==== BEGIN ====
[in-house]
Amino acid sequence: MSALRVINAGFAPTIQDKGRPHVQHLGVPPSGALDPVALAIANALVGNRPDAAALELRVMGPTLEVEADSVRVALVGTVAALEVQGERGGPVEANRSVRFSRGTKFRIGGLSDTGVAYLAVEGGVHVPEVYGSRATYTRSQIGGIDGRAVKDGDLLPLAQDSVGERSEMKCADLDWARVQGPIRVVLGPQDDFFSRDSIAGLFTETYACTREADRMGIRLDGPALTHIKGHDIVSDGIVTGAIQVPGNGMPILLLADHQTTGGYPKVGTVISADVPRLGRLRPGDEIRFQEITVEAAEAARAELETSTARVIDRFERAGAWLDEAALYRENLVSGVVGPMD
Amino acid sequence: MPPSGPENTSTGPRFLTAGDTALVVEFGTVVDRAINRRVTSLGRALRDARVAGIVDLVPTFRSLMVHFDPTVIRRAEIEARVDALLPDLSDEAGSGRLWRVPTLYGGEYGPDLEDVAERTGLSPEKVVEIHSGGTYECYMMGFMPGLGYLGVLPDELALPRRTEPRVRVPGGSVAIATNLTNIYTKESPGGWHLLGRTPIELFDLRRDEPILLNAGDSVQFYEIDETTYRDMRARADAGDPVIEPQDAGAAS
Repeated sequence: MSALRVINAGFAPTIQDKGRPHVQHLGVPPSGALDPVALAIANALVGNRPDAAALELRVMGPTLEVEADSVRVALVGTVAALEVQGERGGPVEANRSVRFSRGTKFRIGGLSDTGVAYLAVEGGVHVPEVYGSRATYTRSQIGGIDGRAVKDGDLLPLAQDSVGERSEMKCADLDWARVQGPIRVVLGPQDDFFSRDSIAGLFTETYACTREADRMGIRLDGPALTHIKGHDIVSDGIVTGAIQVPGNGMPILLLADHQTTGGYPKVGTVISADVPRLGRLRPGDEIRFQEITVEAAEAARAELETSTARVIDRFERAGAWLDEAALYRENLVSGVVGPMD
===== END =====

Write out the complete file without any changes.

[in-house]
Amino acid sequence: MSALRVINAGFAPTIQDKGRPHVQHLGVPPSGALDPVALAIANALVGNRPDAAALELRVMGPTLEVEADSVRVALVGTVAALEVQGERGGPVEANRSVRFSRGTKFRIGGLSDTGVAYLAVEGGVHVPEVYGSRATYTRSQIGGIDGRAVKDGDLLPLAQDSVGERSEMKCADLDWARVQGPIRVVLGPQDDFFSRDSIAGLFTETYACTREADRMGIRLDGPALTHIKGHDIVSDGIVTGAIQVPGNGMPILLLADHQTTGGYPKVGTVISADVPRLGRLRPGDEIRFQEITVEAAEAARAELETSTARVIDRFERAGAWLDEAALYRENLVSGVVGPMD
Amino acid sequence: MPPSGPENTSTGPRFLTAGDTALVVEFGTVVDRAINRRVTSLGRALRDARVAGIVDLVPTFRSLMVHFDPTVIRRAEIEARVDALLPDLSDEAGSGRLWRVPTLYGGEYGPDLEDVAERTGLSPEKVVEIHSGGTYECYMMGFMPGLGYLGVLPDELALPRRTEPRVRVPGGSVAIATNLTNIYTKESPGGWHLLGRTPIELFDLRRDEPILLNAGDSVQFYEIDETTYRDMRARADAGDPVIEPQDAGAAS
Repeated sequence: MSALRVINAGFAPTIQDKGRPHVQHLGVPPSGALDPVALAIANALVGNRPDAAALELRVMGPTLEVEADSVRVALVGTVAALEVQGERGGPVEANRSVRFSRGTKFRIGGLSDTGVAYLAVEGGVHVPEVYGSRATYTRSQIGGIDGRAVKDGDLLPLAQDSVGERSEMKCADLDWARVQGPIRVVLGPQDDFFSRDSIAGLFTETYACTREADRMGIRLDGPALTHIKGHDIVSDGIVTGAIQVPGNGMPILLLADHQTTGGYPKVGTVISADVPRLGRLRPGDEIRFQEITVEAAEAARAELETSTARVIDRFERAGAWLDEAALYRENLVSGVVGPMD